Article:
We endeavor to fill this niche and welcome comments and suggestions.
More Fake News
This introductory musing on online comics news leads nicely into this little story, bound to be forgotten but certainly a good barometer of industry culture. Remember how Joe Quesada and Wizard conspired to sell the story of how Stan Lee had created The Sentry prior to The Fantastic Four? The fact that the comics magazine Wizard, which runs comics news, complied in this admittedly amusing marketing ploy can only be thought scandalous to those serious about the medium. Well, it’s happened again, this time to online comics news.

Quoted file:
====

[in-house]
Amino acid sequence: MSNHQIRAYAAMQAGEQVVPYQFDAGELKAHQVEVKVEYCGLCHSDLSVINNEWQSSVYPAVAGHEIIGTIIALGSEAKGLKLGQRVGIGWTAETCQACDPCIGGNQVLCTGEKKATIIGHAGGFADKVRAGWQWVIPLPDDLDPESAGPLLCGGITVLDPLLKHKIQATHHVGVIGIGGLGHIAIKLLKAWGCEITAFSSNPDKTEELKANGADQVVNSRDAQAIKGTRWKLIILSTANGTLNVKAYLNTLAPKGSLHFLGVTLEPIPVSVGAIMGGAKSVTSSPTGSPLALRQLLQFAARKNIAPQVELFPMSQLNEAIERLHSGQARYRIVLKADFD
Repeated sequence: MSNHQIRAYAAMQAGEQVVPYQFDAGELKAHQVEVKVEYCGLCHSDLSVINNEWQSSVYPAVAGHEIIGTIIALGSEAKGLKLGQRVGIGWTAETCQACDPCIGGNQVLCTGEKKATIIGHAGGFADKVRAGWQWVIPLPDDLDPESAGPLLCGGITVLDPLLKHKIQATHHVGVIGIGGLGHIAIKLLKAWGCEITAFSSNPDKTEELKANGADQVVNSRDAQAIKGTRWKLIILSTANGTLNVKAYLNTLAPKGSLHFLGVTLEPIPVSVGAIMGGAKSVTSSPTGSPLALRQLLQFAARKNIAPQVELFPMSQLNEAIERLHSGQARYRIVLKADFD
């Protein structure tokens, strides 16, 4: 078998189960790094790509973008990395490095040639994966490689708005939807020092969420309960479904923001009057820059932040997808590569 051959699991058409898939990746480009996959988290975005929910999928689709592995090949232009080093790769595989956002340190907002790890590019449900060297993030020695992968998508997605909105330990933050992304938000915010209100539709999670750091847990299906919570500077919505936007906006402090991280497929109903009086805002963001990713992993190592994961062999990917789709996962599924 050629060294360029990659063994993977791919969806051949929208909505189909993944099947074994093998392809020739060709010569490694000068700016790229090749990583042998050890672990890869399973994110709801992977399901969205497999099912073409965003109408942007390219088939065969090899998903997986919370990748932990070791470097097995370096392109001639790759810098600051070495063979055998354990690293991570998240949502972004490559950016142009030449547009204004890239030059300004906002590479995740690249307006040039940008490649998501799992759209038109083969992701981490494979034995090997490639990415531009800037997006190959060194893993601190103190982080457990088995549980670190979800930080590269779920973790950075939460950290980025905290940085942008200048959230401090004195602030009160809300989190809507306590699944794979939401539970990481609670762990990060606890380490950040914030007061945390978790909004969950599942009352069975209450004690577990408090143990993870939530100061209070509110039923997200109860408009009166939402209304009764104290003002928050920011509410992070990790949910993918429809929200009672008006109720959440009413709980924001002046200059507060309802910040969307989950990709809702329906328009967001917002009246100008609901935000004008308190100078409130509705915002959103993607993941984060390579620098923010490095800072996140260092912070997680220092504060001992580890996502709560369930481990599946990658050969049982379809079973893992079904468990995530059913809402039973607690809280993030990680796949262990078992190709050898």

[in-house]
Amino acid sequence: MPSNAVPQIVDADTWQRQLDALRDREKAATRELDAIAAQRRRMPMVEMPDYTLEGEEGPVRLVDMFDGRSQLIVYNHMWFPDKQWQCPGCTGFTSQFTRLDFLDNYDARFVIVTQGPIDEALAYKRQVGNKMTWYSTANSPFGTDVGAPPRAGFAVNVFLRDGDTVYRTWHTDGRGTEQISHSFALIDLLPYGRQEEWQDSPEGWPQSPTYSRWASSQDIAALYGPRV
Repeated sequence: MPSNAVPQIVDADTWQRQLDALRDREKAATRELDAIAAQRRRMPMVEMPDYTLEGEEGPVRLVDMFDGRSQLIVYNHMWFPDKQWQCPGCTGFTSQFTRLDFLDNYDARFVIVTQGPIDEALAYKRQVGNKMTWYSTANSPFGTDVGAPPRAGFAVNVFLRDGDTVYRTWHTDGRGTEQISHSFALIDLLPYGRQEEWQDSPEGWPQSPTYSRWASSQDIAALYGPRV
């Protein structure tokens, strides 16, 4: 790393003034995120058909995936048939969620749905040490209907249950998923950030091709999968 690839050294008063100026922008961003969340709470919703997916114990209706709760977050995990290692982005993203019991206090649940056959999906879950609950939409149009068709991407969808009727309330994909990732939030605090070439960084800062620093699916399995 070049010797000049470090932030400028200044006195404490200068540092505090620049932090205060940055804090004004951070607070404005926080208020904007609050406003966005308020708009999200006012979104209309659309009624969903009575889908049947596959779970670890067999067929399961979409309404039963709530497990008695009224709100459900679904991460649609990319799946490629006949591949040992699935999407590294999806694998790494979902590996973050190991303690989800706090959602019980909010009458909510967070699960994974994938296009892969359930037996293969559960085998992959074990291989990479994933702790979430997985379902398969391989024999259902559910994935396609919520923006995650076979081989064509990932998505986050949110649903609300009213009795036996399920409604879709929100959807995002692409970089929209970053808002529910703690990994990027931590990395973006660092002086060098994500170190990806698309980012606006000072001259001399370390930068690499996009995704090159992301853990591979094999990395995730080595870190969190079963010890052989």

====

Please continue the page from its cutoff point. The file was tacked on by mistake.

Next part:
Scott Kurtz explained that, sometime around the 8th or 9th of this month, in a response to online fans who wanted to see Frank Cho (the artist of Liberty Meadows famous for his T&A) do more Marvel work. Kurtz and Cho came up with what Kurtz called a “prank”: Cho mentioned online that Kurtz had a project in the works and hinted that the project was “dazzling.” Fans quickly read this as a reference to Dazzler, the Marvel character introduced in the pages of X-Men and later in the 1980s the star of her own series. She has been seen occasionally since, probably most recently in Deadpool, written by Gail Simone. The more Kurtz refused to comment, the more fans saw the signs of a confidentiality agreement about the upcoming Marvel project. Kurtz even teased that he did love disco. Incited by requests for art from the upcoming project, Kurtz placed a scan of a Dazzler image on his website, sitting silently in a folder without any links to it.